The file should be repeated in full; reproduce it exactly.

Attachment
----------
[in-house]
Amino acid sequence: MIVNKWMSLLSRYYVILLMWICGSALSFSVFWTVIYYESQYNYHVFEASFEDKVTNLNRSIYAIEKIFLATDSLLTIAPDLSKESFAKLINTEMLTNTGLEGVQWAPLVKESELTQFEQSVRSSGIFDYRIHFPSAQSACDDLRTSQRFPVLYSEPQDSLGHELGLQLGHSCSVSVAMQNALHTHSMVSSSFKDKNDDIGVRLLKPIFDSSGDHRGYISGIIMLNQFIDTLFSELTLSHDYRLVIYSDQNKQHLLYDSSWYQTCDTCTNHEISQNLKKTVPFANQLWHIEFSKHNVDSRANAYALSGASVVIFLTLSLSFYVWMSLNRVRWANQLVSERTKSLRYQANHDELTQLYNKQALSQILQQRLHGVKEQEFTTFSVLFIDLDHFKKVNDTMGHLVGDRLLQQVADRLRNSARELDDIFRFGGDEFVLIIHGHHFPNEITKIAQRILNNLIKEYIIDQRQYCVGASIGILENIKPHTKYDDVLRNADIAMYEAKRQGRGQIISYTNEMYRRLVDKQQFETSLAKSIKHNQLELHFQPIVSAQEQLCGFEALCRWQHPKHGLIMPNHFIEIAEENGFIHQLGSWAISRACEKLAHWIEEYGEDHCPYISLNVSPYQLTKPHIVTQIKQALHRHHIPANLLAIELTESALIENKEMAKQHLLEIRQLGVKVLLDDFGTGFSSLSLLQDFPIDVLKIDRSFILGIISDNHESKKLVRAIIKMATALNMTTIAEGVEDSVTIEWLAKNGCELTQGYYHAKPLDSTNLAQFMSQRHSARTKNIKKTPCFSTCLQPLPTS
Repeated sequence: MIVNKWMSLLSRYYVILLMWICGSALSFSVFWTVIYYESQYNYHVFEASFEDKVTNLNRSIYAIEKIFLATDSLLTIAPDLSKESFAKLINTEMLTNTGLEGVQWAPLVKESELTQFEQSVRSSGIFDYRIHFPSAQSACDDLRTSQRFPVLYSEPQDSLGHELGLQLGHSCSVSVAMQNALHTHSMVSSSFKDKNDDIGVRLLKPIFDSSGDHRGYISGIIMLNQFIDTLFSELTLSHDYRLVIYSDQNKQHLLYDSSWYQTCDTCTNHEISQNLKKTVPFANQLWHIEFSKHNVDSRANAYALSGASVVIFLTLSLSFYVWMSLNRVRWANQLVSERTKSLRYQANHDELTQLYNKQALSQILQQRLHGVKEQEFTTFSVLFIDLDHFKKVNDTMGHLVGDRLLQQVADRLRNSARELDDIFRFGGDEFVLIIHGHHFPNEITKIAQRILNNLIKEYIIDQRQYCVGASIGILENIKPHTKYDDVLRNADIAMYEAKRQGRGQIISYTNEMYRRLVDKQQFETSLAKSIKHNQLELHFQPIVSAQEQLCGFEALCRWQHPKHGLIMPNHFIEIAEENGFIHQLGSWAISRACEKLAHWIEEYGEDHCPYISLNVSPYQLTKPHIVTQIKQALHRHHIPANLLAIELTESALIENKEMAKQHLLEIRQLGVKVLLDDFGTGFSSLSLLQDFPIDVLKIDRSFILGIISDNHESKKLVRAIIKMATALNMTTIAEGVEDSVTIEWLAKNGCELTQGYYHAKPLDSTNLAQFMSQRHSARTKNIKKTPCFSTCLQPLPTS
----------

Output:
[in-house]
Amino acid sequence: MIVNKWMSLLSRYYVILLMWICGSALSFSVFWTVIYYESQYNYHVFEASFEDKVTNLNRSIYAIEKIFLATDSLLTIAPDLSKESFAKLINTEMLTNTGLEGVQWAPLVKESELTQFEQSVRSSGIFDYRIHFPSAQSACDDLRTSQRFPVLYSEPQDSLGHELGLQLGHSCSVSVAMQNALHTHSMVSSSFKDKNDDIGVRLLKPIFDSSGDHRGYISGIIMLNQFIDTLFSELTLSHDYRLVIYSDQNKQHLLYDSSWYQTCDTCTNHEISQNLKKTVPFANQLWHIEFSKHNVDSRANAYALSGASVVIFLTLSLSFYVWMSLNRVRWANQLVSERTKSLRYQANHDELTQLYNKQALSQILQQRLHGVKEQEFTTFSVLFIDLDHFKKVNDTMGHLVGDRLLQQVADRLRNSARELDDIFRFGGDEFVLIIHGHHFPNEITKIAQRILNNLIKEYIIDQRQYCVGASIGILENIKPHTKYDDVLRNADIAMYEAKRQGRGQIISYTNEMYRRLVDKQQFETSLAKSIKHNQLELHFQPIVSAQEQLCGFEALCRWQHPKHGLIMPNHFIEIAEENGFIHQLGSWAISRACEKLAHWIEEYGEDHCPYISLNVSPYQLTKPHIVTQIKQALHRHHIPANLLAIELTESALIENKEMAKQHLLEIRQLGVKVLLDDFGTGFSSLSLLQDFPIDVLKIDRSFILGIISDNHESKKLVRAIIKMATALNMTTIAEGVEDSVTIEWLAKNGCELTQGYYHAKPLDSTNLAQFMSQRHSARTKNIKKTPCFSTCLQPLPTS
Repeated sequence: MIVNKWMSLLSRYYVILLMWICGSALSFSVFWTVIYYESQYNYHVFEASFEDKVTNLNRSIYAIEKIFLATDSLLTIAPDLSKESFAKLINTEMLTNTGLEGVQWAPLVKESELTQFEQSVRSSGIFDYRIHFPSAQSACDDLRTSQRFPVLYSEPQDSLGHELGLQLGHSCSVSVAMQNALHTHSMVSSSFKDKNDDIGVRLLKPIFDSSGDHRGYISGIIMLNQFIDTLFSELTLSHDYRLVIYSDQNKQHLLYDSSWYQTCDTCTNHEISQNLKKTVPFANQLWHIEFSKHNVDSRANAYALSGASVVIFLTLSLSFYVWMSLNRVRWANQLVSERTKSLRYQANHDELTQLYNKQALSQILQQRLHGVKEQEFTTFSVLFIDLDHFKKVNDTMGHLVGDRLLQQVADRLRNSARELDDIFRFGGDEFVLIIHGHHFPNEITKIAQRILNNLIKEYIIDQRQYCVGASIGILENIKPHTKYDDVLRNADIAMYEAKRQGRGQIISYTNEMYRRLVDKQQFETSLAKSIKHNQLELHFQPIVSAQEQLCGFEALCRWQHPKHGLIMPNHFIEIAEENGFIHQLGSWAISRACEKLAHWIEEYGEDHCPYISLNVSPYQLTKPHIVTQIKQALHRHHIPANLLAIELTESALIENKEMAKQHLLEIRQLGVKVLLDDFGTGFSSLSLLQDFPIDVLKIDRSFILGIISDNHESKKLVRAIIKMATALNMTTIAEGVEDSVTIEWLAKNGCELTQGYYHAKPLDSTNLAQFMSQRHSARTKNIKKTPCFSTCLQPLPTS